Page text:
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Driving Miss Daisy(1989)
An elderly Jewish widow living in Atlanta can no longer drive. Her son insists she allow him to hire a driver, which in the 1950s meant a black man. She resists any change in her life but, Hoke, the driver is hired by her son. She refuses to allow him to drive her anywhere at first, but Hoke slowly wins her over with his native good graces. The movie is directly taken from a stage play and does show it. It covers over twenty years of the pair's life together as they slowly build a relationship that transcends their differences.
For more about Driving Miss Daisy and the Driving Miss Daisy Blu-ray release, see Driving Miss Daisy Blu-ray Review published by Michael Reuben on January 10, 2013 where this Blu-ray release scored 4.5 out of 5.
Starring: Morgan Freeman, Jessica Tandy, Dan Aykroyd, Patti LuPone, Esther Rolle
Director: Bruce Beresford
» See full cast & crew
Driving Miss Daisy Blu-ray Review
She's Still a Doodle
Reviewed by Michael Reuben, January 10, 2013
Driving Miss Daisy belongs to that proud line of best picture winners that no one wanted to make and no one saw coming. It began as an off-Broadway drama by playwright Alfred Uhry, who based it on memories of his prickly Jewish grandmother and the African-American chauffeur who drove her for twenty-five years. The play detailing their evolving relationship was hugely successful and won numerous awards, including a Pulitzer Prize for Uhry, but no studio could imagine it as a movie. Who wanted to see a film about two elderly people talking? Producers Richard and Lili Zanuck (Cocoon) immediately grasped how much more there was to Driving Miss Daisy. Uhry, a native of Atlanta, had been determined to write a play about real people, but he also realized that both of his main characters were, in his words, "out of the loop". Even if Jews were not victims of segregation and overt discrimination in the Georgia of the 1940s and 1950s, they were still considered "different". As much as Miss Daisy might like to pretend otherwise, her constant asides about her daughter-in-law's efforts to fit in with the Christian mainstream tell us that she knows where she stands. The triumph of Uhry's play was to present a window into an entire society through the often seemingly trivial interactions of two people divided by race, gender and social status but ultimately united both by their situation as outsiders and by even deeper forces like age and a sense of history. In Uhry's hands, and with the right actors to speak the lines, arguments over maps, speed limits and bathroom breaks became something else: a demonstration of how society may define our relationships, but the truly stubborn among us don't settle for those definitions. For the movie, Uhry reconceived the entire story, with assistance from director Bruce Beresford. The spare, almost abstract staging became a richly realized, fully populated town, where people who only rated a mention in the stage play became characters in their own right, and styles and fashions evolved before the audience's eyes along with the characters' advancing age. Still, the core of the story remained the deepening relationship between Miss Daisy and her long-suffering chauffeur Hoke, a gentleman at heart, who understood the requirements of survival in the Jim Crow south but also knew, with quiet determination, how to get his way.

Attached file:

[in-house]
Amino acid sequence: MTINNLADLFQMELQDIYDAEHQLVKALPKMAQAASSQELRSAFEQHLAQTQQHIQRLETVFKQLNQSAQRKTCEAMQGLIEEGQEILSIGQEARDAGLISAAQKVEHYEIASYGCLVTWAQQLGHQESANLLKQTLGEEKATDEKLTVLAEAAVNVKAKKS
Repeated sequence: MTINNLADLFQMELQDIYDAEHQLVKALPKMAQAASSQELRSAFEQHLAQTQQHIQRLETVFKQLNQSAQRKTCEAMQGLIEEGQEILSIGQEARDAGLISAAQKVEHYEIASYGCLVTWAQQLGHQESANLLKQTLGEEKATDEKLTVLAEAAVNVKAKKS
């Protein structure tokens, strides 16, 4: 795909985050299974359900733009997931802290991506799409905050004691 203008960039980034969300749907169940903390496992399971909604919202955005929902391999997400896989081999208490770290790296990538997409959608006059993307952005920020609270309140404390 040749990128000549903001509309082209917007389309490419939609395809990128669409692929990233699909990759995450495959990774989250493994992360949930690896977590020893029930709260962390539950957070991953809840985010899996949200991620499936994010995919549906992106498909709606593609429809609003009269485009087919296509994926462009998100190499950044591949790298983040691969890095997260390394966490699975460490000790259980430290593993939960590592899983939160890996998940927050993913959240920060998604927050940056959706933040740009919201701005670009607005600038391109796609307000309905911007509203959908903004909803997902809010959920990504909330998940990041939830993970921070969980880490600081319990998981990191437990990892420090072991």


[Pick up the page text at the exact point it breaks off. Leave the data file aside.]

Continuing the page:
The film opens simply enough with Miss Daisy Werthan (Jessica Tandy, who won an Oscar for her portrayal) wrecking her car in the driveway. Her son, Boulie (Dan Aykroyd, also Oscar nominated), wants her to have a chauffeur, but his mother doesn't want strangers in her life, even though she can no longer get car insurance. A standoff ensues until Boulie hires Hoke Colburn (Morgan Freeman, also Oscar nominated), telling Hoke that Miss Daisy cannot fire him. At first, Miss Daisy refuses to use Hoke's services, leaving him to pass his days sitting in the kitchen with Idella (Esther Rolle), Daisy's cook and housemaid of many years' standing. ("I wouldn't be in your shoes if the Sweet Lord Jesus come down and asked me himself", Idella tells Hoke.) In his own polite way, though, Hoke proves every bit as stubborn as Miss Daisy. After six daysŚ"same time it took the Lord to make the world", Hoke tells BoulieŚMiss Daisy Werthan is riding around town in the back seat of her own car, always below the speed limit, just as she prefers. Over the course of a quarter century, Daisy and Hoke experience many things together, some big, some small: afternoons gardening; visits to the cemetery where Daisy tends her husband's grave; reading lessons; private jokes about Boulie's social-climbing wife, Florine (Patti LuPone); a road trip to Mobile, Alabama, for a family function that occasions several memorable encounters, including a run-in with the state police; the death of a mutual acquaintance; a freak ice storm; the bombing of the Atlanta Temple (a real event from 1958); and the civil rights movement led by Martin Luther King, Jr. All of these experiences are filtered through the uniquely nuanced relationship that develops between Hoke and Miss Daisy. Both are proud people with deep feelings. But neither is sentimental. One of the film's special pleasures is the greater role that it allows Boulie Werthan to play in the story. Boulie's steadily improving fortunes and those of Werthan Industries (as it comes to be known) are one of the many markers of both the passage of time and the slowly changing attitudes in the south. The Canadian Aykroyd dons Boulie's southern charm so naturally that he seems to have been born to play the part. The scene in which Boulie accepts an award from the Chamber of Commerce with his mother and beaming wife looking on was written expressly for the film and serves as an effective counterpoint to the discouraging incident of the Temple bombing. It also coordinates perfectly with the funny scene in which Hoke ingeniously negotiates with Boulie for a raise. It doesn't require a trophy from the locals movers and shakers to make a good businessman.